New Delhi: India has made “great strides” in implementing pro-business reforms despite its relatively low ranking compared to BRIC peers, one of the authors of the World Bank’s annual “Doing Business” report said on Thursday.
India ranked at 134 in the list of 183 countries, just below Malawi and further down than Brazil (127th), Russia (123rd) and China (79th). Singapore topped the list and the United States came in at number five.
Political wrangles, bureaucratic and legal hassles and corruption have long been seen as slowing business growth in India, Asia’s third largest economy, and deterring investment in sectors such as road building and power generation where project delays can stretch years.
But the World Bank said India ranked in the 40 most-improved economies to make changes for its entrepreneurs in the past five years, including in starting a business, filing tax returns and registering property, helped by the greater use of technology.
“We do see India is taking serious strides to make it easier for local entrepreneurs to do business,” said Dahlia Khalifa of the International Finance Corporation (IFC), one of the authors of the report, by phone from Washington.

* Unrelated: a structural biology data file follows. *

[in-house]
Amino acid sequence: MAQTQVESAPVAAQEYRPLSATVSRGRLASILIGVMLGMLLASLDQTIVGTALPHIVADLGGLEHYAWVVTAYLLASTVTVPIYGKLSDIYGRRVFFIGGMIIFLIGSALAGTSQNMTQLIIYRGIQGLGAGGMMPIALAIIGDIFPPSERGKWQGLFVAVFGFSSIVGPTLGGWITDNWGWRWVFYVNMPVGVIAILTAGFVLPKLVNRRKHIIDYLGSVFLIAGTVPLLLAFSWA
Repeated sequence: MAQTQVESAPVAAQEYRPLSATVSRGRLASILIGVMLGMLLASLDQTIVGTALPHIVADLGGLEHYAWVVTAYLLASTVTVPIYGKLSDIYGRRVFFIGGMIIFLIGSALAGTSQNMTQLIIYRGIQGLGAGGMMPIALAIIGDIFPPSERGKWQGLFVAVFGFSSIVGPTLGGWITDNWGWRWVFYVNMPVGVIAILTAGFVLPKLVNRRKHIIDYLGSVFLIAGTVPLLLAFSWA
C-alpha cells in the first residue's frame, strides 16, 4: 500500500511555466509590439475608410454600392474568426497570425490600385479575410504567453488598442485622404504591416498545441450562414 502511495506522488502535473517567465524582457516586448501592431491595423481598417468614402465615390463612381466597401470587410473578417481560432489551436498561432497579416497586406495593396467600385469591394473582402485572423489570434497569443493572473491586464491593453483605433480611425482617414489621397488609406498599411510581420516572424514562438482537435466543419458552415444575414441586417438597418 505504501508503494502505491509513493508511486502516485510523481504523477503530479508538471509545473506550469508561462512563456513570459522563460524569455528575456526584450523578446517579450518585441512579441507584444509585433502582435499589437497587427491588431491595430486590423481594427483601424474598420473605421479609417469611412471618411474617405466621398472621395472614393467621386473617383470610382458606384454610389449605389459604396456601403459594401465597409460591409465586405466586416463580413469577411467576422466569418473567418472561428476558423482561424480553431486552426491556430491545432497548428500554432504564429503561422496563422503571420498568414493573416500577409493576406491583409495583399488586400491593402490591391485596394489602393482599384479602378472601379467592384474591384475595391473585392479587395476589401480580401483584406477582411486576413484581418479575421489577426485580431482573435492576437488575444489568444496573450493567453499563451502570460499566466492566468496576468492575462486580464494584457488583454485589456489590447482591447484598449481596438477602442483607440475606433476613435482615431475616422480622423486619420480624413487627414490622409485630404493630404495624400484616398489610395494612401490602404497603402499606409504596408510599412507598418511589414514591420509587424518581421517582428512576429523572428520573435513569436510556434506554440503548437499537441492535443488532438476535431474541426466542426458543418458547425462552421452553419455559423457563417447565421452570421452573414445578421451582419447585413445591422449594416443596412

India’s ranking should be seen in a wider context of improvements it has made in recent years and also in the context of what the report does not cover, such as macro-economic stability, Khalifa said.
While doing business remains easiest in advanced economies, the World Bank report showed that two-thirds of the reforms implemented over the past year were in developing countries.
“Reform is not something that happens overnight. Improving your business regulation requires a medium term view to see the impact,” Khalifa told Reuters in reference to India.
Singapore has held the title as the world’s easiest place to do business for the past five years, followed by Hong Kong, New Zealand, Britain, United States, Denmark and Canada.
Kazakhstan topped the list as having introduced the most number of reforms this year.